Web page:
This was a nice sail in three parts:
First we had a tricky leg to windward, which we just managed to sail without having to tack. The wind was a solid force four and felt quite strong. We were sailing across a very shallow area and had to follow the correct course between a series of cardinal buoys marking even shallower patches.
Unfortunately, the cardinals were small and hard to spot, and there were lots of floats with flags everywhere indicating static fishing nets. There were so many flags that it was difficult to work out which ones might be connected. We managed to avoid getting snagged on anything, but were relieved when we could bear away onto the next leg.
The second part of the trip was downwind, so the sailing felt a lot more relaxing, but the navigation still required a lot of concentration as we were in a narrow and very twisty channel out through the sandbanks. The channel was well marked with buoys and posts, but even in the centre of the channel we only had about half a metre of water below the keel at times.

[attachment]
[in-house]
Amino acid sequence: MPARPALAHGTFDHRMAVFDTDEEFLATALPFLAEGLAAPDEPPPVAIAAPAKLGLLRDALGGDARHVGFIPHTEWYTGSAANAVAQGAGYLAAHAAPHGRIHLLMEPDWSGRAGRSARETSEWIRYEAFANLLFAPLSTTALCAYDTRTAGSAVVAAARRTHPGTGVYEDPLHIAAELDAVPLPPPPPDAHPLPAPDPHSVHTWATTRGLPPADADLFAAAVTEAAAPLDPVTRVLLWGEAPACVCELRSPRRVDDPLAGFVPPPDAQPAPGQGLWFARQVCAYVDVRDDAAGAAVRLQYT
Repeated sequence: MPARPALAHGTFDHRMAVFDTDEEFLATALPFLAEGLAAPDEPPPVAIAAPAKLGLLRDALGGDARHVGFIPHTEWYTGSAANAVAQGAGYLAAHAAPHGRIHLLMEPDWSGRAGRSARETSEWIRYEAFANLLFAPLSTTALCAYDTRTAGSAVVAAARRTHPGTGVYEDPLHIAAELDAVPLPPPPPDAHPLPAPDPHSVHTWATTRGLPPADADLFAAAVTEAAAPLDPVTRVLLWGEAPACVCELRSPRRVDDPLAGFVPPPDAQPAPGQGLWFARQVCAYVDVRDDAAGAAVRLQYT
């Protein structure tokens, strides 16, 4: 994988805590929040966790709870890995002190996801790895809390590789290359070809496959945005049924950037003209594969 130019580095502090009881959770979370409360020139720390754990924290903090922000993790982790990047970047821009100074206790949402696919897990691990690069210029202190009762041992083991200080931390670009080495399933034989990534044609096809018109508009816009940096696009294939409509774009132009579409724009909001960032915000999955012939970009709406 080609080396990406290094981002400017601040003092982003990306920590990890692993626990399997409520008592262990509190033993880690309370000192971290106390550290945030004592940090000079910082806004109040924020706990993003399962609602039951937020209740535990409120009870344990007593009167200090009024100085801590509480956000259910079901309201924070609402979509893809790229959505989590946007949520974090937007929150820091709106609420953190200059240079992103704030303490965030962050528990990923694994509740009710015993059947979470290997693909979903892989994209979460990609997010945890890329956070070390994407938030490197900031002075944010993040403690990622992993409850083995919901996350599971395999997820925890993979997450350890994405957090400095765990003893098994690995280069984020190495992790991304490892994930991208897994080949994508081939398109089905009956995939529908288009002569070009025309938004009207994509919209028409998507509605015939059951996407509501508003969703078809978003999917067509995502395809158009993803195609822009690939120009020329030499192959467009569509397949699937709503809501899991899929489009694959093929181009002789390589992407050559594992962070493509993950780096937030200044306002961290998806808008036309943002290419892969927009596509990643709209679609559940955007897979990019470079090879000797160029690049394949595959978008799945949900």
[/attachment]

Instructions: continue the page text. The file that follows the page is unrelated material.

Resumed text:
Finally we reached open water and were able to relax for the third section of the trip – twelve miles downwind across the bay to Rødvig, our next port on the way to Copenhagen. By now the strong winds had built up some steep waves, so we rolled quite a lot a times, but otherwise the sailing was very pleasant.
As we approached Rødvig I made Catherine put on her waterproofs as a big black rain cloud was heading our way. We read that the waters surrounding the harbour entrance are infested with lots of static fishing nets, so we took the recommended (slightly less direct) route in. As it turned out we didn’t see many net flags anywhere around Rødvig compared to the forest of flags that we had sailed through that morning further south.
We found a vacant berth (indicated by a green plastic marker) in the small-boat harbour and executed a perfect box-berth mooring. And the rain cloud missed us so we were soon back in shorts and t-shirts, enjoying the nearby beach.